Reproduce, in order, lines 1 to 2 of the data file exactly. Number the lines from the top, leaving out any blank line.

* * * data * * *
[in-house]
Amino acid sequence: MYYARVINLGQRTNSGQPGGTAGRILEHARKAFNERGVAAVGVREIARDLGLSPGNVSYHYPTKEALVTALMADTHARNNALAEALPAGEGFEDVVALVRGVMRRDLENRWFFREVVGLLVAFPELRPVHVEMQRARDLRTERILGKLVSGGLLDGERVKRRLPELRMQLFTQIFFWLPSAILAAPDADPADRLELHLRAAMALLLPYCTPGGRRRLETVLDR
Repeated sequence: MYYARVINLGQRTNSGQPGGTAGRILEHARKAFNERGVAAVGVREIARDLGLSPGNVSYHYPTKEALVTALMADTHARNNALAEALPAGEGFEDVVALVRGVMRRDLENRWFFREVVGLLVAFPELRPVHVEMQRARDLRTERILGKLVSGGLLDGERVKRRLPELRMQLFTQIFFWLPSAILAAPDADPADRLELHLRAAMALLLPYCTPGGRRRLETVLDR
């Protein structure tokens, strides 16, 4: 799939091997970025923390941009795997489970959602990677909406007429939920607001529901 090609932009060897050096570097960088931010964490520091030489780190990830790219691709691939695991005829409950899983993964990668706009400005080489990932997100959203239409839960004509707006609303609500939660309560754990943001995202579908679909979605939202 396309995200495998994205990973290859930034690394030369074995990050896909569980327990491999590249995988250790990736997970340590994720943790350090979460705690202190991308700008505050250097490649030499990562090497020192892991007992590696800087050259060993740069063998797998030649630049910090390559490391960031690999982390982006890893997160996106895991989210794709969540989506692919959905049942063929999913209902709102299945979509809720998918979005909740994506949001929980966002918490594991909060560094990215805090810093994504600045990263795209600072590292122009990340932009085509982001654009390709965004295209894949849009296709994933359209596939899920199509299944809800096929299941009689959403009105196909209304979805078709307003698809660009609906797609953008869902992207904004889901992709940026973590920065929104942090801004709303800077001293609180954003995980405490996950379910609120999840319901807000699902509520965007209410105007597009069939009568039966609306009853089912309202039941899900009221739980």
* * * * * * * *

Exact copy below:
[in-house]
Amino acid sequence: MYYARVINLGQRTNSGQPGGTAGRILEHARKAFNERGVAAVGVREIARDLGLSPGNVSYHYPTKEALVTALMADTHARNNALAEALPAGEGFEDVVALVRGVMRRDLENRWFFREVVGLLVAFPELRPVHVEMQRARDLRTERILGKLVSGGLLDGERVKRRLPELRMQLFTQIFFWLPSAILAAPDADPADRLELHLRAAMALLLPYCTPGGRRRLETVLDR